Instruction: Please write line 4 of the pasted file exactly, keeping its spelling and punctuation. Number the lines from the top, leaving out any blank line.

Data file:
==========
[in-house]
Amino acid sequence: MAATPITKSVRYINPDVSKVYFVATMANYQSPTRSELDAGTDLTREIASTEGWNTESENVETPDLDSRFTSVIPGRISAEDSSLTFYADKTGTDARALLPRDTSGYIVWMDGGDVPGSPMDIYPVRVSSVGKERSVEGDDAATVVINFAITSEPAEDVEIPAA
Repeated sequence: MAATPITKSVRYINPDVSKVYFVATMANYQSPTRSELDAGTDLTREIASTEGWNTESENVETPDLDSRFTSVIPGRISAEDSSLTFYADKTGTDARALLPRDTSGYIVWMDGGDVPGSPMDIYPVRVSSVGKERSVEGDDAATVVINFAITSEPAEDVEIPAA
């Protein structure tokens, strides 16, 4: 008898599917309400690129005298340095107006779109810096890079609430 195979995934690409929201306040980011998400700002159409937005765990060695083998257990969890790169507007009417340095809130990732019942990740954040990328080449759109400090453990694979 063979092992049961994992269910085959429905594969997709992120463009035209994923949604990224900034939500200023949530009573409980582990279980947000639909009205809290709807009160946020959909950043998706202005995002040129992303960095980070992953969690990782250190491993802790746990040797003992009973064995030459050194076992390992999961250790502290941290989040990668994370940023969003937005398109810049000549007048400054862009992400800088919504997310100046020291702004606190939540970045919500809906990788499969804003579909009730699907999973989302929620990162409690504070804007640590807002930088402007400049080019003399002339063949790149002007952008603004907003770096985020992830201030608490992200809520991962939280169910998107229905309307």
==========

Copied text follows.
């Protein structure tokens, strides 16, 4: 008898599917309400690129005298340095107006779109810096890079609430 195979995934690409929201306040980011998400700002159409937005765990060695083998257990969890790169507007009417340095809130990732019942990740954040990328080449759109400090453990694979 063979092992049961994992269910085959429905594969997709992120463009035209994923949604990224900034939500200023949530009573409980582990279980947000639909009205809290709807009160946020959909950043998706202005995002040129992303960095980070992953969690990782250190491993802790746990040797003992009973064995030459050194076992390992999961250790502290941290989040990668994370940023969003937005398109810049000549007048400054862009992400800088919504997310100046020291702004606190939540970045919500809906990788499969804003579909009730699907999973989302929620990162409690504070804007640590807002930088402007400049080019003399002339063949790149002007952008603004907003770096985020992830201030608490992200809520991962939280169910998107229905309307």